Due to its location in Somaliland, the response was to create a modular arrangement of rooms around a central shared courtyard, a sanctuary within. The building sits on a plinth in order to respond to ground conditions. The rooms and central courtyard are unified by a large floating roof canopy structure, screening the medical clinic and its outdoor spaces from strong sunlight, whilst also drawing in air and naturally keeping its temperature cool, a low cost and environmentally sustainable solution that can be flexible and adaptable, to recreate in multiple locations.
An external corridor wraps around the courtyard linking the rooms. Above this corridor lies a services zone that serves each room that is screened from views from both the outside and the internal courtyard. The program is divided into three parts, public, treatment and back of house, set around the courtyard, a social space in which patients enter, wait and circulate. The public entrance is at an opposite end to the staff entrance, ensuring a clear divide between public and private. A rigid 3m grid spans the length of the building, dividing rooms and supporting the roof canopy above. This grid ensures lots of repetition and ease of construction by local African teams.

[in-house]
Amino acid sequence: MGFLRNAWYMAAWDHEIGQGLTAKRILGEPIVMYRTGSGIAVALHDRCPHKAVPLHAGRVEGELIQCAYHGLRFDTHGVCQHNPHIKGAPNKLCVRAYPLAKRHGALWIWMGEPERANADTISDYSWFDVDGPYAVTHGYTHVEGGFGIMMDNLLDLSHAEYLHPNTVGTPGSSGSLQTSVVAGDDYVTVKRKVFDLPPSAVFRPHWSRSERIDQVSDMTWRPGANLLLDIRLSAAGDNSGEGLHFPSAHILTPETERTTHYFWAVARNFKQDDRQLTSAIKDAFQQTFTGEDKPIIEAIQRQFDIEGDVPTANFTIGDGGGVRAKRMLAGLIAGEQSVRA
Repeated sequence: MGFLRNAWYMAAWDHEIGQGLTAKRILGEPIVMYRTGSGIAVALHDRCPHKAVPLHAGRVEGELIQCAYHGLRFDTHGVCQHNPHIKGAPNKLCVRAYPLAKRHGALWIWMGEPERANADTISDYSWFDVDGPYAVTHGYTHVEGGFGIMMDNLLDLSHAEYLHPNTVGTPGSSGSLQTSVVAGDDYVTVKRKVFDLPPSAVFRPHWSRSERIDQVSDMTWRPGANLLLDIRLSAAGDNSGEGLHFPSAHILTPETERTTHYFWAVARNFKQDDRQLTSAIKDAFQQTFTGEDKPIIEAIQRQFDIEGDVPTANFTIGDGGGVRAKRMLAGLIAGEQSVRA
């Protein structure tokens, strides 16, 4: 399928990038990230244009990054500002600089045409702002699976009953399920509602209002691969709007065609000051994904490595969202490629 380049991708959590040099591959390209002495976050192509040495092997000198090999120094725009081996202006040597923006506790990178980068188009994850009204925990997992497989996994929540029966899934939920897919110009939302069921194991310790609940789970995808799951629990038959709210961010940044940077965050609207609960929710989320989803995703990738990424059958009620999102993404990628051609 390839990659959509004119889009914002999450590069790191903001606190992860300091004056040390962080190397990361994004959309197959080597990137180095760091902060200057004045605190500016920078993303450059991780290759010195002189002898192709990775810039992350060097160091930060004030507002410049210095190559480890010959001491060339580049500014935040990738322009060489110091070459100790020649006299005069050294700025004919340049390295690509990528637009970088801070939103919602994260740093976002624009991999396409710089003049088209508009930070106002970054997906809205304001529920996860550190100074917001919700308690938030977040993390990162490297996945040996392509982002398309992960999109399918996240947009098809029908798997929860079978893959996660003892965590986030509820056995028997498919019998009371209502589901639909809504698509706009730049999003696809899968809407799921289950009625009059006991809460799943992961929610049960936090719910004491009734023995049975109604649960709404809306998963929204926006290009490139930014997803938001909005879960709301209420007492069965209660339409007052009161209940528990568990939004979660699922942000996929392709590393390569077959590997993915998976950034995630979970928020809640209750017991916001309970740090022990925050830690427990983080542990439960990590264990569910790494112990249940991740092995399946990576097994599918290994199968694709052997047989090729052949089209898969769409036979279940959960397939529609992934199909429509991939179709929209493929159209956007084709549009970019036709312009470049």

The material proposed are natural, unrefined brick or rammed earth walls, produced on site, exposed cast in-situ concrete, and locally sourced wood doors and screens.